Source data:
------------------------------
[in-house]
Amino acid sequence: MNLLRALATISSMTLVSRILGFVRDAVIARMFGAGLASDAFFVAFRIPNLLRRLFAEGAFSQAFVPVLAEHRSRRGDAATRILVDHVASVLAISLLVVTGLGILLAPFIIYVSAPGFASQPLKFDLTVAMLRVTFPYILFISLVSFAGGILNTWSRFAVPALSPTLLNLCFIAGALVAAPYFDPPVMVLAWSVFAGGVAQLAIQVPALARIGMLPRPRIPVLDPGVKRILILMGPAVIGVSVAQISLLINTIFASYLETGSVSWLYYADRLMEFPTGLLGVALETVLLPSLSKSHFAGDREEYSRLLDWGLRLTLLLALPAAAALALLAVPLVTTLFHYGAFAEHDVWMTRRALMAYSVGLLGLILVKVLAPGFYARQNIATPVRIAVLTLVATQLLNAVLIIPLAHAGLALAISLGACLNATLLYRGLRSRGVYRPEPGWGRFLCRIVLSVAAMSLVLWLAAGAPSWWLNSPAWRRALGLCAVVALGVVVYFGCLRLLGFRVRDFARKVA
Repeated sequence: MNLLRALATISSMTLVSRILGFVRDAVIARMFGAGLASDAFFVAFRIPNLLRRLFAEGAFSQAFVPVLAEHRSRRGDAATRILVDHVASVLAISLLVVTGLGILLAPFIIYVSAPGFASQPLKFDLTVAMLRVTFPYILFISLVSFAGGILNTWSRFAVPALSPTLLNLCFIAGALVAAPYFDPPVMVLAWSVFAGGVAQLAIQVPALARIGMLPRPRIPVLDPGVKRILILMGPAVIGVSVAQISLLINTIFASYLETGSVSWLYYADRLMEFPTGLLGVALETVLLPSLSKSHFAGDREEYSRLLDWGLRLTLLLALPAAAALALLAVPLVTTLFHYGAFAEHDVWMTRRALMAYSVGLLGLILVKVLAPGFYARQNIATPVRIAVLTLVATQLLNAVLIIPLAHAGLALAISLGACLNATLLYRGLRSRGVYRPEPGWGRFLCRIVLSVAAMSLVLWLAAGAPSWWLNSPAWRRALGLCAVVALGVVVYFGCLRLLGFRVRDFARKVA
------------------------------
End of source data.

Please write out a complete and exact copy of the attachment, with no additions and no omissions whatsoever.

[in-house]
Amino acid sequence: MNLLRALATISSMTLVSRILGFVRDAVIARMFGAGLASDAFFVAFRIPNLLRRLFAEGAFSQAFVPVLAEHRSRRGDAATRILVDHVASVLAISLLVVTGLGILLAPFIIYVSAPGFASQPLKFDLTVAMLRVTFPYILFISLVSFAGGILNTWSRFAVPALSPTLLNLCFIAGALVAAPYFDPPVMVLAWSVFAGGVAQLAIQVPALARIGMLPRPRIPVLDPGVKRILILMGPAVIGVSVAQISLLINTIFASYLETGSVSWLYYADRLMEFPTGLLGVALETVLLPSLSKSHFAGDREEYSRLLDWGLRLTLLLALPAAAALALLAVPLVTTLFHYGAFAEHDVWMTRRALMAYSVGLLGLILVKVLAPGFYARQNIATPVRIAVLTLVATQLLNAVLIIPLAHAGLALAISLGACLNATLLYRGLRSRGVYRPEPGWGRFLCRIVLSVAAMSLVLWLAAGAPSWWLNSPAWRRALGLCAVVALGVVVYFGCLRLLGFRVRDFARKVA
Repeated sequence: MNLLRALATISSMTLVSRILGFVRDAVIARMFGAGLASDAFFVAFRIPNLLRRLFAEGAFSQAFVPVLAEHRSRRGDAATRILVDHVASVLAISLLVVTGLGILLAPFIIYVSAPGFASQPLKFDLTVAMLRVTFPYILFISLVSFAGGILNTWSRFAVPALSPTLLNLCFIAGALVAAPYFDPPVMVLAWSVFAGGVAQLAIQVPALARIGMLPRPRIPVLDPGVKRILILMGPAVIGVSVAQISLLINTIFASYLETGSVSWLYYADRLMEFPTGLLGVALETVLLPSLSKSHFAGDREEYSRLLDWGLRLTLLLALPAAAALALLAVPLVTTLFHYGAFAEHDVWMTRRALMAYSVGLLGLILVKVLAPGFYARQNIATPVRIAVLTLVATQLLNAVLIIPLAHAGLALAISLGACLNATLLYRGLRSRGVYRPEPGWGRFLCRIVLSVAAMSLVLWLAAGAPSWWLNSPAWRRALGLCAVVALGVVVYFGCLRLLGFRVRDFARKVA